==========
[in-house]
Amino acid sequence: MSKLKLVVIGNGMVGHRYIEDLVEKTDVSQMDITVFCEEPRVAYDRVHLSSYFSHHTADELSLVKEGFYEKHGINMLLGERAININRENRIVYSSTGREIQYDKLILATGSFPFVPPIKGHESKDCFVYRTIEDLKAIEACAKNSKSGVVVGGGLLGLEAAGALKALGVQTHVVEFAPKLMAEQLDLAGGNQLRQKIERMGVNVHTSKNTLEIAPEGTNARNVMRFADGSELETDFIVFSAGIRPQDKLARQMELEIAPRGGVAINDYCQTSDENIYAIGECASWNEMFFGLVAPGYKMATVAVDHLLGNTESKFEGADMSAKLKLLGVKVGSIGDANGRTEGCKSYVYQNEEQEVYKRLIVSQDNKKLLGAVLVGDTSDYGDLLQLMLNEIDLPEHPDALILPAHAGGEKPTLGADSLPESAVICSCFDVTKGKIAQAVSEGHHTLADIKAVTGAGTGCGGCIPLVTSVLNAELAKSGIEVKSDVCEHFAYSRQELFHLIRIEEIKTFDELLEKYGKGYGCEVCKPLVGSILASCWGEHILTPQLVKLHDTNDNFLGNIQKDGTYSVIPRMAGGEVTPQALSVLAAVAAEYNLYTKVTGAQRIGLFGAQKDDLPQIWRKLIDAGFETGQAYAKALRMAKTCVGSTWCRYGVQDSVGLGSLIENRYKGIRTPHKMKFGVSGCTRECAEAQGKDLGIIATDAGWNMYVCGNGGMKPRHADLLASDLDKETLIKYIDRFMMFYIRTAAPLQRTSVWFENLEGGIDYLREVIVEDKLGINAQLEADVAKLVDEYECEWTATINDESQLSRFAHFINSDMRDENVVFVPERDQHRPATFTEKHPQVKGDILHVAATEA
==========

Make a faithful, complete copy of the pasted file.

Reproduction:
[in-house]
Amino acid sequence: MSKLKLVVIGNGMVGHRYIEDLVEKTDVSQMDITVFCEEPRVAYDRVHLSSYFSHHTADELSLVKEGFYEKHGINMLLGERAININRENRIVYSSTGREIQYDKLILATGSFPFVPPIKGHESKDCFVYRTIEDLKAIEACAKNSKSGVVVGGGLLGLEAAGALKALGVQTHVVEFAPKLMAEQLDLAGGNQLRQKIERMGVNVHTSKNTLEIAPEGTNARNVMRFADGSELETDFIVFSAGIRPQDKLARQMELEIAPRGGVAINDYCQTSDENIYAIGECASWNEMFFGLVAPGYKMATVAVDHLLGNTESKFEGADMSAKLKLLGVKVGSIGDANGRTEGCKSYVYQNEEQEVYKRLIVSQDNKKLLGAVLVGDTSDYGDLLQLMLNEIDLPEHPDALILPAHAGGEKPTLGADSLPESAVICSCFDVTKGKIAQAVSEGHHTLADIKAVTGAGTGCGGCIPLVTSVLNAELAKSGIEVKSDVCEHFAYSRQELFHLIRIEEIKTFDELLEKYGKGYGCEVCKPLVGSILASCWGEHILTPQLVKLHDTNDNFLGNIQKDGTYSVIPRMAGGEVTPQALSVLAAVAAEYNLYTKVTGAQRIGLFGAQKDDLPQIWRKLIDAGFETGQAYAKALRMAKTCVGSTWCRYGVQDSVGLGSLIENRYKGIRTPHKMKFGVSGCTRECAEAQGKDLGIIATDAGWNMYVCGNGGMKPRHADLLASDLDKETLIKYIDRFMMFYIRTAAPLQRTSVWFENLEGGIDYLREVIVEDKLGINAQLEADVAKLVDEYECEWTATINDESQLSRFAHFINSDMRDENVVFVPERDQHRPATFTEKHPQVKGDILHVAATEA